So far this year, 26,000 Britons have discovered that fraudsters have set up regular direct debit payments from their bank accounts, according to research from insurer, LV=.
Direct debit fraud occurs when a criminal sets up a payment from a victim’s bank account to pay for a service, such as a mobile phone account.
Over the last four years, reports of such incidents have rocketed (from 6,200 in 2006) and today’s victim loses £540 on average before realising their bank account has been hijacked.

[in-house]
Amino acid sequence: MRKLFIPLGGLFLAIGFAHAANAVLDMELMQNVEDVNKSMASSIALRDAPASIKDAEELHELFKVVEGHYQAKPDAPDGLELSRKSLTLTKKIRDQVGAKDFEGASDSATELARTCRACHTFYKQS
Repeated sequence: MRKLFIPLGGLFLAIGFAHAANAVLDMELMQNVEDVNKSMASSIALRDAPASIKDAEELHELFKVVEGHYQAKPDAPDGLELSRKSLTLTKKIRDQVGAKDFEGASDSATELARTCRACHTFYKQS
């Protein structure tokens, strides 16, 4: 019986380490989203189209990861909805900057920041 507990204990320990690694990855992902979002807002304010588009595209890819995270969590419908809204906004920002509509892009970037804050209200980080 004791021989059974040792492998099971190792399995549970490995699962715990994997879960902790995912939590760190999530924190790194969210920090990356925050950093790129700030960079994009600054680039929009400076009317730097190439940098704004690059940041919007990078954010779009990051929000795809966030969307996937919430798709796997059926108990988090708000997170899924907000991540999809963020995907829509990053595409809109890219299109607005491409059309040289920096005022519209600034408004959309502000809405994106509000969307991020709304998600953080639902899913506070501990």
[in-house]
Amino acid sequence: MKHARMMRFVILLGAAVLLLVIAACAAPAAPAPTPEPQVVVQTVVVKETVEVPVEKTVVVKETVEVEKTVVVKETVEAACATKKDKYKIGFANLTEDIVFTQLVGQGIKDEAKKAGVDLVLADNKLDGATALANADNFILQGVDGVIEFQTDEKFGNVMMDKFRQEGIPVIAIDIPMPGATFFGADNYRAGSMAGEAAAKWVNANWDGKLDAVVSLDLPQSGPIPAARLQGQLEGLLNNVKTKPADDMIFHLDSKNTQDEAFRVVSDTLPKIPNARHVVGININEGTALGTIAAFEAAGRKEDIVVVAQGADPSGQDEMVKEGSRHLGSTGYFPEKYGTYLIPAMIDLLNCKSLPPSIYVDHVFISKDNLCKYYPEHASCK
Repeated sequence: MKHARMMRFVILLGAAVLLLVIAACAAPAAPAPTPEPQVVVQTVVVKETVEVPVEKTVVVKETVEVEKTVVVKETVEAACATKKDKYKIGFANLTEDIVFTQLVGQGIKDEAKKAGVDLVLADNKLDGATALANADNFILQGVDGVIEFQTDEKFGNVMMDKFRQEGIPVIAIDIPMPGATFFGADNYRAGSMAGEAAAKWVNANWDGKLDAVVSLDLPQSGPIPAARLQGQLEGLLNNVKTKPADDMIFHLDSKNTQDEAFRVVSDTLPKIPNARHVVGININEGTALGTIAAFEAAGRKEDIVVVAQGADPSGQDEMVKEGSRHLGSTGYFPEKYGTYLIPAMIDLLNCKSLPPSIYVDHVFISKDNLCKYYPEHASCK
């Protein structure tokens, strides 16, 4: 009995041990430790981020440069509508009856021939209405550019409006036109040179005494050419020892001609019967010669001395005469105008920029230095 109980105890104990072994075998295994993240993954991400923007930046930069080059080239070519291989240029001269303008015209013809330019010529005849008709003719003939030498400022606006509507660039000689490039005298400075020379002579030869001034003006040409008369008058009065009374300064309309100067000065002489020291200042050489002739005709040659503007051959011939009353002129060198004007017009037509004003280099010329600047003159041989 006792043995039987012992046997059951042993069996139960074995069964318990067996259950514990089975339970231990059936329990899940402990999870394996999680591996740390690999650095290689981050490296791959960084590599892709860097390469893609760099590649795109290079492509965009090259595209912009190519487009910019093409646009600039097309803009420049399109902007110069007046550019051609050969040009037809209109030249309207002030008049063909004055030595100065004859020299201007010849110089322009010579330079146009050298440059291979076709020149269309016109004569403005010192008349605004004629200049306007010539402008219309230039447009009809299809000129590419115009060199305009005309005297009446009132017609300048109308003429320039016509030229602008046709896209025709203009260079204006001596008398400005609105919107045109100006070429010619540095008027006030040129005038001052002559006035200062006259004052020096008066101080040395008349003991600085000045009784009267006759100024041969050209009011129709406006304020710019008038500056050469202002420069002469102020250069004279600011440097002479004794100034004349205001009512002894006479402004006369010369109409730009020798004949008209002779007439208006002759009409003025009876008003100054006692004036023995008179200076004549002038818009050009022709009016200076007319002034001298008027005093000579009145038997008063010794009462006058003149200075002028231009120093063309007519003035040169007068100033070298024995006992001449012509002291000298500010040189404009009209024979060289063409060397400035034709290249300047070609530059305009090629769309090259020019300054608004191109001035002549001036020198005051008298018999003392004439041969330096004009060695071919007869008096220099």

The increase has been driven by the introduction of Chip and PIN which has made it harder to make use of stolen credit or debit cards.
In 2009 the number of “traditional” card fraud cases fell by 4% as fraudsters changed tactics, while direct debit fraud now accounts for around 10.6% of all identity fraud cases.
The study, which was conducted by the Centre for Economics and Business Research on behalf of LV=, is predicting that the problem is set to grow to 41,000 cases a year, by 2013.